A blog on Epic's site details the custom improvements made to the Unreal Engine to handle the Battle Royale mode
Epic Games' newest title, Fortnite, may well be familiar to you, especially with the release of the free Battle Royale mode hitting the headlines. It's definitely familiar to 7 million players as the game hit that milestone earlier today. Announced via Twitter, new features to the game, including a duo option for the Battle Royale game mode and supply drops.
Thanks to over 7 million of you who have played Fortnite! We want to keep the Battle Bus flying, so Duos and Supply Drops are available NOW. pic.twitter.com/sRx767u4aG— Fortnite (@FortniteGame) October 4, 2017
The developer has also decided to share some of the secrets behind the development of Fortnite's Battle Royale mode and how that has benefited all users of Unreal Engine. "In the course of developing the Battle Royale game mode we’ve made many performance, memory, and workflow optimizations that not only benefit Fortnite: Battle Royale but every developer using Unreal Engine 4, especially those building games with similar requirements," wrote Nick Penwarden for the blog. "All of these improvements are already available in both Perforce and GitHub. Many will ship in Unreal Engine 4.18 this month with the rest shipping in 4.19."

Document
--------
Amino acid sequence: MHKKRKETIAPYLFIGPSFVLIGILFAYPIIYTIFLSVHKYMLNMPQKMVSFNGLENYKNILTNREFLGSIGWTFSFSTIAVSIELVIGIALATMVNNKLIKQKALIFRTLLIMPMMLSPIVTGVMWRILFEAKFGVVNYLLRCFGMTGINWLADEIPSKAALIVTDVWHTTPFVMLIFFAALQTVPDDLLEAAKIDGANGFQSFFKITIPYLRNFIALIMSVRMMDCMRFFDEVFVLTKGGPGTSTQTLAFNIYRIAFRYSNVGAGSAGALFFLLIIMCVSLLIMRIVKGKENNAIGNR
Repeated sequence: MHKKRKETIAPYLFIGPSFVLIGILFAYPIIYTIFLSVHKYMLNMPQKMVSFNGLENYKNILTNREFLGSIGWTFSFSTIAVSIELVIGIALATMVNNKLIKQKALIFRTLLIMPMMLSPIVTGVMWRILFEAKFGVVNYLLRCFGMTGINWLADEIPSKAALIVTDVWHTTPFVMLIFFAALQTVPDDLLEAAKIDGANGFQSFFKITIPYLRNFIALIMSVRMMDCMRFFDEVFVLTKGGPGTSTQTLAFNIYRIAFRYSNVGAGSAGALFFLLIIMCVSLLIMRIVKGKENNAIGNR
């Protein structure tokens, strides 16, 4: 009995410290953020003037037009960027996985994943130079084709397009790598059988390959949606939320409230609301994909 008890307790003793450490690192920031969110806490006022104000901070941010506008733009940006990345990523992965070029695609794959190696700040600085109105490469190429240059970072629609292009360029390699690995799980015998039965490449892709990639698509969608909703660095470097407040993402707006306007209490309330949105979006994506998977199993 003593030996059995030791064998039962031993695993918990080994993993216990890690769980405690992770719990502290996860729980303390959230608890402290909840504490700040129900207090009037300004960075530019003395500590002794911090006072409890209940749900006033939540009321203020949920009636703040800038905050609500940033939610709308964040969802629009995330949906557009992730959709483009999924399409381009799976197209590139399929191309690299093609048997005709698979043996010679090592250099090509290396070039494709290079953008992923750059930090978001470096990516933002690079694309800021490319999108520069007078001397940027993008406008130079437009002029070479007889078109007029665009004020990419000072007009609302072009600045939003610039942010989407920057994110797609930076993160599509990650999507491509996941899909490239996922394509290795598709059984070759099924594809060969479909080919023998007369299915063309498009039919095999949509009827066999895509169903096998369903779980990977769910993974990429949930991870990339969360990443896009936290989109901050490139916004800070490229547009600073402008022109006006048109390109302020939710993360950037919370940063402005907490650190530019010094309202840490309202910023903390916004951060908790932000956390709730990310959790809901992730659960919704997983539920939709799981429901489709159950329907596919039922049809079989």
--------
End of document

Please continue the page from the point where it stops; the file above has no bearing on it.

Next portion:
"Our first challenge was to optimize the dedicated server so that it could handle 100 simultaneous players, maintain 20hz, and minimize bandwidth. With every frame the server sends updates to all actors near that player. That means for each player we need to determine all relevant actors, figure out what has changed on those actors, and send a packet to that player with the differences. In order to minimize CPU time and bandwidth we need send the minimum updates needed to provide a good experience for players. Much of this work was profiling and optimizing the game code but we also found many engine optimization opportunities along the way."
The work on the engine was not just limited to handling the volume of players but also the large space required for them with Fortnite's 5.5km2 map. "We used the Hierarchical LOD (HLOD) feature in the engine, backed by Simplygon, to combine regions of the map into single low-poly meshes that could be drawn in a single draw call when viewed from a distance. Those tools already exist – we use them in Paragon – but we needed to make changes to allow our artists to be more efficient.
"The way the map was broken up so that artists could collaborate on it didn’t mesh well with our HLOD tools. We made some changes to HLOD to better support that workflow and added a commandlet to rebuild all HLODs in the map that could run overnight rather than requiring artists to rebuild HLODs locally."
You can read more, including how the console versions were optimised, by visiting the Unreal Engine blog.